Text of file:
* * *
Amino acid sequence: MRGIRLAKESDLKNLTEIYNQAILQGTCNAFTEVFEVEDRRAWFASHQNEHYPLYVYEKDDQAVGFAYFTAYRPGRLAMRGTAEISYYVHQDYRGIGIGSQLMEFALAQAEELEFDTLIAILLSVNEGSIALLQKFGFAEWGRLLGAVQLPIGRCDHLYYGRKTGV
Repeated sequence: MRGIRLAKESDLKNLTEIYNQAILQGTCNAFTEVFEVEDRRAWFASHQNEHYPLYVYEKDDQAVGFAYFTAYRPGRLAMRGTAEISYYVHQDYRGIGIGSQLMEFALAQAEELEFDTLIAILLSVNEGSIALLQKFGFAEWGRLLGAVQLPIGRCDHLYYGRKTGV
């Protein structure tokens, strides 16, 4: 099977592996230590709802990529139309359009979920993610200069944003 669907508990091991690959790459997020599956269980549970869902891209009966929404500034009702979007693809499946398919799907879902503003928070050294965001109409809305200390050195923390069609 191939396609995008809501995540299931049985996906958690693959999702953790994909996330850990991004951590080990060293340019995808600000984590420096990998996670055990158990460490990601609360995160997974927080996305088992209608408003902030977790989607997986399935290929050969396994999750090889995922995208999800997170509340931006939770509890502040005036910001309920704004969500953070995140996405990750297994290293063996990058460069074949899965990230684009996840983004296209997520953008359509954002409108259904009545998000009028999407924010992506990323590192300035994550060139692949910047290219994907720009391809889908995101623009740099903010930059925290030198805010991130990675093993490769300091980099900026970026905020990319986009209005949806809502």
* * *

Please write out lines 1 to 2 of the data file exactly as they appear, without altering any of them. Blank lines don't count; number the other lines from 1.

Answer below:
Amino acid sequence: MRGIRLAKESDLKNLTEIYNQAILQGTCNAFTEVFEVEDRRAWFASHQNEHYPLYVYEKDDQAVGFAYFTAYRPGRLAMRGTAEISYYVHQDYRGIGIGSQLMEFALAQAEELEFDTLIAILLSVNEGSIALLQKFGFAEWGRLLGAVQLPIGRCDHLYYGRKTGV
Repeated sequence: MRGIRLAKESDLKNLTEIYNQAILQGTCNAFTEVFEVEDRRAWFASHQNEHYPLYVYEKDDQAVGFAYFTAYRPGRLAMRGTAEISYYVHQDYRGIGIGSQLMEFALAQAEELEFDTLIAILLSVNEGSIALLQKFGFAEWGRLLGAVQLPIGRCDHLYYGRKTGV